Bury St. Edmunds by day, by night and by morning fog

We were in Bury St. Edmunds to see Bow and Sandra, but didn’t know what to expect of the market town in Suffolk.

Mummy looked at several dog-friendly hotels but thought it was best to stay at The Angel img_0846which is right in the middle of the town centre – across the street from the Benedictine Abbey.
img_0727With Sandra and Bow, we walked across the street and entered the The Abbey Gate img_0880The gate led us into the Abbey Gardens, img_0738where lies the remains of a former Benedictine Abbeyimg_0749The abbey was a shrine to Saint Edmund, the Saxon King of the East Angles.img_0744The abbey was first destroyed by the townspeople in the 14th century img_0881and then largely destroyed during the 16th century.img_0743So much history …img_0740We walked through the Abbey garden and within it are many different gardens – there was the memorial garden and we came across this –img_0877“Teardrop” sculpture img_0879To remember more recent atrocities.

We could see the St Edmundsbury Cathedral from the Abbey gardensimg_0818 So we walked over to look inside.  img_0787 img_0793Oh my, what’s this?  Do I really have to take a photo here?img_0819Why? Because this has something to do with my ancestry? Really, we look nothing alike except that we walk on four legs. Even our tails are different, and my ears are floppy. And I am much smaller.

Sandra told us that this was one of the sculptures from the Bury Wolf Trailimg_0790As we went inside the cathedral – at first Bow and I were being carried but the caretakers of the cathedral told Sandra and Mummy that doggies need to exercise too – that we should walk.img_0817 And so we did, and we posed for a photo.
img_0800And we both lit a candle each and said a prayer for our fellow poo, Izzy who has not found her way home yet.  Always thinking of you, Izzy.  We will always, whenever we can, light a candle in your path to lead you home.

There was so much to look at – but we had just one dayimg_0805We walked over to St Mary’s Church, the civic church of Bury St Edmunds and the third largest parish church in England. img_0808It was part of the abbey complex and is renowned for it being the final resting place of Mary Tudor, Queen of France,  sister of Henry VIII.

There was a lot more we haven’t seen and if we had known, we would have planned to spend more time here, especially if we had known there was going to be a Christmas Carol concert at St. Mary’s the next day.

We returned to the hotel across from the gardens for some rest before dinner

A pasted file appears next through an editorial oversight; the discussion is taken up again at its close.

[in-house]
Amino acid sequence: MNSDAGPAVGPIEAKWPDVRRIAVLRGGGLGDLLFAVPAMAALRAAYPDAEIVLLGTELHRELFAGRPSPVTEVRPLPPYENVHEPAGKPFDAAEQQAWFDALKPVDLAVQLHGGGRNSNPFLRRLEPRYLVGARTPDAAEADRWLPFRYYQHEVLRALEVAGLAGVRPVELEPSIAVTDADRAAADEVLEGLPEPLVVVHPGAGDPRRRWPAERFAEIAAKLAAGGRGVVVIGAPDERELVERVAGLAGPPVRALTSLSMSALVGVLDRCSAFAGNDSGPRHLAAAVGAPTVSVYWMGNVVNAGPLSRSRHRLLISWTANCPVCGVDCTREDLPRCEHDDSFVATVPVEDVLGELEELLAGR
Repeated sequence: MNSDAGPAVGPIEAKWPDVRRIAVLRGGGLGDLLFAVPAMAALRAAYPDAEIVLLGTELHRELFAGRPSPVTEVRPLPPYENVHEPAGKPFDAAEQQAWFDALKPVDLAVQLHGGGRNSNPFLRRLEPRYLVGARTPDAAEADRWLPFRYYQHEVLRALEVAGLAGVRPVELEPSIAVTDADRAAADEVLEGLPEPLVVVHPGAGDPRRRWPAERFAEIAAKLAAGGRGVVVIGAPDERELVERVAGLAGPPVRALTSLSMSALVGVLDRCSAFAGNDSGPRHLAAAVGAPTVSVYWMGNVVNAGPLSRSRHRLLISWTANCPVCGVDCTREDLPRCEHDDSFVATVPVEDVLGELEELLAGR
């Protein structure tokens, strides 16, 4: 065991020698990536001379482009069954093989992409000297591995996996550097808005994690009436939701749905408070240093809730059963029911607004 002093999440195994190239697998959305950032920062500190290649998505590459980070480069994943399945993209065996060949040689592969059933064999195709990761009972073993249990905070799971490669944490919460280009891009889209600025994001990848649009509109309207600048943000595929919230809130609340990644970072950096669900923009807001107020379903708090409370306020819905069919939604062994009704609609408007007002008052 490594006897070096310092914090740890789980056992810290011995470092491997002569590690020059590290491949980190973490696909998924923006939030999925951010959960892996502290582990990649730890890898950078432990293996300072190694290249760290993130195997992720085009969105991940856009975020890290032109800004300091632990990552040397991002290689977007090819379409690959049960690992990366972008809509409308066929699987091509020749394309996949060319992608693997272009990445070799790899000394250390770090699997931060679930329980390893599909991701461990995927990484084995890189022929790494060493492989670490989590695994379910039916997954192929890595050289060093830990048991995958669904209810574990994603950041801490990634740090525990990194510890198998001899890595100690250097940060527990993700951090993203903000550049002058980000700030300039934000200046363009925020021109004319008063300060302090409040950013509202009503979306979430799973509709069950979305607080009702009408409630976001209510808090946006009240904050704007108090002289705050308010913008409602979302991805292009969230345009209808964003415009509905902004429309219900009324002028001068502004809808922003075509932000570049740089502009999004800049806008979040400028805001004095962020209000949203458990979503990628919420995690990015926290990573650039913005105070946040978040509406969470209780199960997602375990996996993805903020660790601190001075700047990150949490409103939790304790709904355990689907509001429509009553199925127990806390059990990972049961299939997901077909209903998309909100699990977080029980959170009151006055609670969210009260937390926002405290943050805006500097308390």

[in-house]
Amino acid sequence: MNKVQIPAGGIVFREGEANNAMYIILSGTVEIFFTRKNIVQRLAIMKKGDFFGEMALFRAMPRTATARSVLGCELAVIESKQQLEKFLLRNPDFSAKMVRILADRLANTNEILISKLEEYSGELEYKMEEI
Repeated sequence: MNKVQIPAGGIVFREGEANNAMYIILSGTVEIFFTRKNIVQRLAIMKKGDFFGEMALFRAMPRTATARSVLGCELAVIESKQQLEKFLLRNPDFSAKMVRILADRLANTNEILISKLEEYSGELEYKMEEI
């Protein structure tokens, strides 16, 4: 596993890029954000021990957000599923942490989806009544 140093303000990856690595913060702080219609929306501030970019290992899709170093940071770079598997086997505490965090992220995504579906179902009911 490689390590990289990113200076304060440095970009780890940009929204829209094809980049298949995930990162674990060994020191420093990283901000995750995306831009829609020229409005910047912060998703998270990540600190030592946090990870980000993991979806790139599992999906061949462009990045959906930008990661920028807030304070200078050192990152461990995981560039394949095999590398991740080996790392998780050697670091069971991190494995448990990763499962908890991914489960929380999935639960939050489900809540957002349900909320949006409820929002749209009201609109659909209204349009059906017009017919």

img_0884And we saw this plaque – img_0728 Charles Dickens was at The Angel while giving readings in the nearby Athenaeum and the hotel was also mentioned in The Pickwick Papers.

And just outside that dog friendly cafe, img_0844We met Daisy, the cavapoo!  And we had to say hello!img_0731She’s taller than me!

Bow and I took our Christmas tree photo  inside the hotelimg_0810 And Mummy and I retired to our roomimg_0821While she sat at the computer and recalled the events of the day, I had a look around at the decor of the room.

We had supper in the hotel but we were not allowed in the dining room, so they set up a table for us in the lounge where we also had breakfast.img_0886When Sandra and Mummy finally called it a night, we went out for a last walk – and we got to see the pretty Christmas lights.img_0834 There was a Nativity Scene by the Abbey Gate which we had not seen earlier. Maybe it’s because the traffic had lessened and the town centre much quieter that we saw this display.img_0835 The Abbey gates were closed so we couldn’t go into the gardensimg_0841Instead Mummy walked to the back of the Cathedral – where there was a grassy area and Mummy let me 0ff the lead and I was so happy to be able to go off lead, I ran like crazy for a few minutes!img_0827 And did what I had to do!img_0824The next morning, it was foggyimg_0861as we went out for my walk.img_0857 What a treat it was img_0864img_0853To be able to walk through the abbey gardens and see it in this lightimg_0866Mummy loved walking through the cemetery
img_0869 img_0862img_0871The sun came out much later only as we were walking to the train station on our way back to London.

We’re coming home George! See you soon!img_0893

May’s comment: A one day trip to Bury St. Edmunds – another lovely English town to discover.

I may like to travel far and wide in search of some of the world’s treasures, but I also know and appreciate how much we have on our very own door step.  A lot of things to marvel at, and often very pretty and well-preserved. And it is really because of the dogs that had made me explore the country for our doggy vacation.

Since I had them, I have been in search for beaches, interesting places for them to run – and in the process I am discovering the British Isles!  And because of them, I have met people from different parts of the country as well!


  1. Cheryl

    What a wonderful place to visit, the Abbey gardens seem very intriguing. I’ve just added this to our list of places to visit when we come in June.
    It’s so nice that Darcy gets to share so many adventures with you.

  2. Marzi

    Thank you for sharing your Bury St Edmunds adventure – it is a lovely place. The wolf looks very much to me like Black Shuck, the ghostly back dog of East Anglian folk lore… I’d keep well away from him, Miss Darcy.

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